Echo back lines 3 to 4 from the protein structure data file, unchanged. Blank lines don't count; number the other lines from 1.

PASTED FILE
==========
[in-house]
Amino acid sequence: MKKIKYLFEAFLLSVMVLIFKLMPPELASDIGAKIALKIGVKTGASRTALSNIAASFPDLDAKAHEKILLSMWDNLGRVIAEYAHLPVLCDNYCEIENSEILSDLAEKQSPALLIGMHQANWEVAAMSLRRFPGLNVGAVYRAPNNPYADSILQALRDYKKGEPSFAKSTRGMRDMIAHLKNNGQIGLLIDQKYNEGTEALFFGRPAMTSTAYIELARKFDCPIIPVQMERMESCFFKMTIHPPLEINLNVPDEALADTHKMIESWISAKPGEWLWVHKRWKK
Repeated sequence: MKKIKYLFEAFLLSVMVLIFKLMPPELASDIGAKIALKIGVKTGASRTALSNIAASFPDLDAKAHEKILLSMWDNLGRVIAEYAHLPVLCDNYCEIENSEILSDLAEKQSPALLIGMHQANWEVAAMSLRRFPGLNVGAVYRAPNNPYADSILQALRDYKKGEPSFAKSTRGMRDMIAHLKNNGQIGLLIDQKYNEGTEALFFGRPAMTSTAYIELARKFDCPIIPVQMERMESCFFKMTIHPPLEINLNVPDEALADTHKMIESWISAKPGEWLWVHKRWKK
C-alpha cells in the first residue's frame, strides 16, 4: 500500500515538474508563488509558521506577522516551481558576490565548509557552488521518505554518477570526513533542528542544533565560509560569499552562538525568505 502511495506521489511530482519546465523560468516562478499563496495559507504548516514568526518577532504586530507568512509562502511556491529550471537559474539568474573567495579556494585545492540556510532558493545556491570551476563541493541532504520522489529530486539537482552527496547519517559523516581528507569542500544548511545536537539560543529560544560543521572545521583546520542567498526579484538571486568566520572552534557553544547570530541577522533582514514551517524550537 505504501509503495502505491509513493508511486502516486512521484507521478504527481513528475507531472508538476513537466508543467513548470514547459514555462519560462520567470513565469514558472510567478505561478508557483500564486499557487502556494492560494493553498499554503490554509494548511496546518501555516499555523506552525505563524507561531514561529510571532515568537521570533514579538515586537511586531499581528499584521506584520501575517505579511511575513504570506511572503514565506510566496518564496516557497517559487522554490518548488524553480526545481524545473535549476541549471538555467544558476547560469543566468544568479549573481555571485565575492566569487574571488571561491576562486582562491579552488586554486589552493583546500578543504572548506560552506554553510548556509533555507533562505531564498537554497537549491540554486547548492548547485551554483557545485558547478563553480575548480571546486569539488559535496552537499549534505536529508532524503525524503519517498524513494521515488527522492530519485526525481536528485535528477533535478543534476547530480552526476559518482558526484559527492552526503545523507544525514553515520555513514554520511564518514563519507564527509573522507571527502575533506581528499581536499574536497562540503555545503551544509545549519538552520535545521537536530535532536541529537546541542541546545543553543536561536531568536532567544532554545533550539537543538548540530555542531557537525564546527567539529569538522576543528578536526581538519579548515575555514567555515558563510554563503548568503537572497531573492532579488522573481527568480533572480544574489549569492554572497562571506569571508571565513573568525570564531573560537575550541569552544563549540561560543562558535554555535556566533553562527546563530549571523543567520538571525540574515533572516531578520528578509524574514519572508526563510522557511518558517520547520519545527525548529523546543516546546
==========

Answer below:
Repeated sequence: MKKIKYLFEAFLLSVMVLIFKLMPPELASDIGAKIALKIGVKTGASRTALSNIAASFPDLDAKAHEKILLSMWDNLGRVIAEYAHLPVLCDNYCEIENSEILSDLAEKQSPALLIGMHQANWEVAAMSLRRFPGLNVGAVYRAPNNPYADSILQALRDYKKGEPSFAKSTRGMRDMIAHLKNNGQIGLLIDQKYNEGTEALFFGRPAMTSTAYIELARKFDCPIIPVQMERMESCFFKMTIHPPLEINLNVPDEALADTHKMIESWISAKPGEWLWVHKRWKK
C-alpha cells in the first residue's frame, strides 16, 4: 500500500515538474508563488509558521506577522516551481558576490565548509557552488521518505554518477570526513533542528542544533565560509560569499552562538525568505 502511495506521489511530482519546465523560468516562478499563496495559507504548516514568526518577532504586530507568512509562502511556491529550471537559474539568474573567495579556494585545492540556510532558493545556491570551476563541493541532504520522489529530486539537482552527496547519517559523516581528507569542500544548511545536537539560543529560544560543521572545521583546520542567498526579484538571486568566520572552534557553544547570530541577522533582514514551517524550537 505504501509503495502505491509513493508511486502516486512521484507521478504527481513528475507531472508538476513537466508543467513548470514547459514555462519560462520567470513565469514558472510567478505561478508557483500564486499557487502556494492560494493553498499554503490554509494548511496546518501555516499555523506552525505563524507561531514561529510571532515568537521570533514579538515586537511586531499581528499584521506584520501575517505579511511575513504570506511572503514565506510566496518564496516557497517559487522554490518548488524553480526545481524545473535549476541549471538555467544558476547560469543566468544568479549573481555571485565575492566569487574571488571561491576562486582562491579552488586554486589552493583546500578543504572548506560552506554553510548556509533555507533562505531564498537554497537549491540554486547548492548547485551554483557545485558547478563553480575548480571546486569539488559535496552537499549534505536529508532524503525524503519517498524513494521515488527522492530519485526525481536528485535528477533535478543534476547530480552526476559518482558526484559527492552526503545523507544525514553515520555513514554520511564518514563519507564527509573522507571527502575533506581528499581536499574536497562540503555545503551544509545549519538552520535545521537536530535532536541529537546541542541546545543553543536561536531568536532567544532554545533550539537543538548540530555542531557537525564546527567539529569538522576543528578536526581538519579548515575555514567555515558563510554563503548568503537572497531573492532579488522573481527568480533572480544574489549569492554572497562571506569571508571565513573568525570564531573560537575550541569552544563549540561560543562558535554555535556566533553562527546563530549571523543567520538571525540574515533572516531578520528578509524574514519572508526563510522557511518558517520547520519545527525548529523546543516546546